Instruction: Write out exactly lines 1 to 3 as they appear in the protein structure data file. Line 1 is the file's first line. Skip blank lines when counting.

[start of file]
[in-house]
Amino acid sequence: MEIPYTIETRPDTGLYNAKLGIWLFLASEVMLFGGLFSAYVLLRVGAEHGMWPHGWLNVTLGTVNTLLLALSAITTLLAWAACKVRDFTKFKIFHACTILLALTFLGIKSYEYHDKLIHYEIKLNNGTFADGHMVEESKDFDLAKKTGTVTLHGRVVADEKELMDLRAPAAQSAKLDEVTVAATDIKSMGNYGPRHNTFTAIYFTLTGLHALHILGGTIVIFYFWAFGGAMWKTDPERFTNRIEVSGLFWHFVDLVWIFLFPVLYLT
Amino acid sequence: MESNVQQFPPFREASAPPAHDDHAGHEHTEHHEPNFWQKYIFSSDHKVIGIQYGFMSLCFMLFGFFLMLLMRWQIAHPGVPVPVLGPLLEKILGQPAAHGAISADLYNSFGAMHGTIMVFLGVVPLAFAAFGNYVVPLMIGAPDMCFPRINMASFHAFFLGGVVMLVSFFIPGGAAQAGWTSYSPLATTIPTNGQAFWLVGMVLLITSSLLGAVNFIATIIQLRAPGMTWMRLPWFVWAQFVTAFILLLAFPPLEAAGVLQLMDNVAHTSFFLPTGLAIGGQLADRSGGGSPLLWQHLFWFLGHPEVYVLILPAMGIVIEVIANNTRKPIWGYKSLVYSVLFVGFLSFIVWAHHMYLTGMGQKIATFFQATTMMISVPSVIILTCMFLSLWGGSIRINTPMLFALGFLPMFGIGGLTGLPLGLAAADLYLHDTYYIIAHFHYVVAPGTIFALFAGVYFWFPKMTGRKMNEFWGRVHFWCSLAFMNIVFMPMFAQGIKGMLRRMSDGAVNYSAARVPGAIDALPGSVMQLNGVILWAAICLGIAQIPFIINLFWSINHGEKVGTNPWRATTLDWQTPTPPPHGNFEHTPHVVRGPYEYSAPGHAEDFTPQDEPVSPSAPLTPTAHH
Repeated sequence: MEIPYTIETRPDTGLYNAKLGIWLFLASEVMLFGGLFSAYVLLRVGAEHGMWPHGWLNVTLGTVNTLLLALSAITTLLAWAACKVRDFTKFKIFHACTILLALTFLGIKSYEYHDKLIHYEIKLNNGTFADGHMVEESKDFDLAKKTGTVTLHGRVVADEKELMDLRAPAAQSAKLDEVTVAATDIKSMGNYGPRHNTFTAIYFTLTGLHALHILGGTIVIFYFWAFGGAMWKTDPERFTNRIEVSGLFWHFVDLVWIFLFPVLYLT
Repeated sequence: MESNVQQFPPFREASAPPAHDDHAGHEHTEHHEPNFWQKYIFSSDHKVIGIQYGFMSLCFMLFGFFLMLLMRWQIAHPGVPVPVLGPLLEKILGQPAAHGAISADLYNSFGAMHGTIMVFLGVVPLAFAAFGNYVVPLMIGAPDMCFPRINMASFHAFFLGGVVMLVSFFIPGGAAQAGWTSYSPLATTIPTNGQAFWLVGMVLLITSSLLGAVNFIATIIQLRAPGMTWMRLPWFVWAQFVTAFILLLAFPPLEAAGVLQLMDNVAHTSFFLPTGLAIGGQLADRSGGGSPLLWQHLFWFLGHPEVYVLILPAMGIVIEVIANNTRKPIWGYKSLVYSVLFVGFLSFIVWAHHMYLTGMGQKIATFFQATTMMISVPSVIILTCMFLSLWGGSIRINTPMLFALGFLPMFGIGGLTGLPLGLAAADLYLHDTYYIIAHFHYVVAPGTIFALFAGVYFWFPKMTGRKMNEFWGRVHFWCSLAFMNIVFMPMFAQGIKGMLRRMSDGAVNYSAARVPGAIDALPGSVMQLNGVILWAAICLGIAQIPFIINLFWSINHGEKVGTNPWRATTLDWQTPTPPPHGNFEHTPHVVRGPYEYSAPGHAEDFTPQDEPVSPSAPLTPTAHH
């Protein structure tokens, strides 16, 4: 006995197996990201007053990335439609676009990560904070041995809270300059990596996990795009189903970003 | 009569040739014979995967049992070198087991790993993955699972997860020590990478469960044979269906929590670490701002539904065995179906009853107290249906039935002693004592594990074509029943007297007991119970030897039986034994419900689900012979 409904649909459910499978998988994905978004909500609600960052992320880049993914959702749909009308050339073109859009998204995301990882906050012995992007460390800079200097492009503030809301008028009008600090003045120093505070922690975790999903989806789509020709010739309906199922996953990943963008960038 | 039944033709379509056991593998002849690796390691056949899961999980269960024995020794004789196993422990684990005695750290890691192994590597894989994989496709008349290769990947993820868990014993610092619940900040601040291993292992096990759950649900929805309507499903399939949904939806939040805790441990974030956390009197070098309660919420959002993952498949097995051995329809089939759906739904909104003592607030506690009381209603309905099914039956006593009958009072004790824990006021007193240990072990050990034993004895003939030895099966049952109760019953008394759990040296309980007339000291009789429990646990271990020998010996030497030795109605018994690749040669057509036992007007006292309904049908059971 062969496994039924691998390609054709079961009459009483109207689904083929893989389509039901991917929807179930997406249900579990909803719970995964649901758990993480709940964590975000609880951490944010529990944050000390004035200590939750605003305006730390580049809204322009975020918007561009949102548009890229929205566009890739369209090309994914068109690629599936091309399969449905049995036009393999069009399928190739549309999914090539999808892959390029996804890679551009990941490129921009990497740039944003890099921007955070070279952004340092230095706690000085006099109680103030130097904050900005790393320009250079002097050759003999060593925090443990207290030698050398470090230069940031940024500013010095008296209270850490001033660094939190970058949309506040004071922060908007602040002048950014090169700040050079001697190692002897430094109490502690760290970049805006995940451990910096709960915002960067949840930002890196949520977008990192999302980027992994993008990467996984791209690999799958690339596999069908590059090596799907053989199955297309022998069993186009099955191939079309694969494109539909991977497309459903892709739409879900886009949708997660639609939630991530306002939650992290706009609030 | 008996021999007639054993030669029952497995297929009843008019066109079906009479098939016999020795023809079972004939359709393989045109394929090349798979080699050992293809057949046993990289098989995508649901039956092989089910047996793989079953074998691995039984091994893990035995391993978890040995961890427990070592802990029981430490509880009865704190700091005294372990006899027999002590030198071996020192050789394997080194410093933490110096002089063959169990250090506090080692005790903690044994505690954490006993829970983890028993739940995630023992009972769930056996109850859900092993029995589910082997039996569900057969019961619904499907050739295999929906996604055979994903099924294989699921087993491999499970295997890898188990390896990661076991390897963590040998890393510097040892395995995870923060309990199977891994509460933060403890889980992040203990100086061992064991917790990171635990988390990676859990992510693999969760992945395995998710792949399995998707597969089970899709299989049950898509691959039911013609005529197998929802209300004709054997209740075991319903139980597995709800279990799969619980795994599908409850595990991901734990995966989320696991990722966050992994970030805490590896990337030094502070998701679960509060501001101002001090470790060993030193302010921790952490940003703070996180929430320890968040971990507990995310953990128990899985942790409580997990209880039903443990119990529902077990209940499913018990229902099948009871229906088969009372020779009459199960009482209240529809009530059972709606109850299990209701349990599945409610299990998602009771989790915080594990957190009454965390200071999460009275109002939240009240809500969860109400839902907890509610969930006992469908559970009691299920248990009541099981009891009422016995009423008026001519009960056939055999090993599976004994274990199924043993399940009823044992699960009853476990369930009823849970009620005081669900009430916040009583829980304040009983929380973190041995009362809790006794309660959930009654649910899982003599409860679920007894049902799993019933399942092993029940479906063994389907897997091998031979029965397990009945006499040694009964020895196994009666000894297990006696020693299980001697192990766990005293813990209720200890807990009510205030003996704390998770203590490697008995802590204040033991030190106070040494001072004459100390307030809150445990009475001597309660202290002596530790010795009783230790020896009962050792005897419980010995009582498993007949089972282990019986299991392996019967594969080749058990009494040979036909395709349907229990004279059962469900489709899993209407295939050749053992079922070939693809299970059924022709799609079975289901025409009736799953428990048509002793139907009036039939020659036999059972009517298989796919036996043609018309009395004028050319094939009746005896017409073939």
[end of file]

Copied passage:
[in-house]
Amino acid sequence: MEIPYTIETRPDTGLYNAKLGIWLFLASEVMLFGGLFSAYVLLRVGAEHGMWPHGWLNVTLGTVNTLLLALSAITTLLAWAACKVRDFTKFKIFHACTILLALTFLGIKSYEYHDKLIHYEIKLNNGTFADGHMVEESKDFDLAKKTGTVTLHGRVVADEKELMDLRAPAAQSAKLDEVTVAATDIKSMGNYGPRHNTFTAIYFTLTGLHALHILGGTIVIFYFWAFGGAMWKTDPERFTNRIEVSGLFWHFVDLVWIFLFPVLYLT
Amino acid sequence: MESNVQQFPPFREASAPPAHDDHAGHEHTEHHEPNFWQKYIFSSDHKVIGIQYGFMSLCFMLFGFFLMLLMRWQIAHPGVPVPVLGPLLEKILGQPAAHGAISADLYNSFGAMHGTIMVFLGVVPLAFAAFGNYVVPLMIGAPDMCFPRINMASFHAFFLGGVVMLVSFFIPGGAAQAGWTSYSPLATTIPTNGQAFWLVGMVLLITSSLLGAVNFIATIIQLRAPGMTWMRLPWFVWAQFVTAFILLLAFPPLEAAGVLQLMDNVAHTSFFLPTGLAIGGQLADRSGGGSPLLWQHLFWFLGHPEVYVLILPAMGIVIEVIANNTRKPIWGYKSLVYSVLFVGFLSFIVWAHHMYLTGMGQKIATFFQATTMMISVPSVIILTCMFLSLWGGSIRINTPMLFALGFLPMFGIGGLTGLPLGLAAADLYLHDTYYIIAHFHYVVAPGTIFALFAGVYFWFPKMTGRKMNEFWGRVHFWCSLAFMNIVFMPMFAQGIKGMLRRMSDGAVNYSAARVPGAIDALPGSVMQLNGVILWAAICLGIAQIPFIINLFWSINHGEKVGTNPWRATTLDWQTPTPPPHGNFEHTPHVVRGPYEYSAPGHAEDFTPQDEPVSPSAPLTPTAHH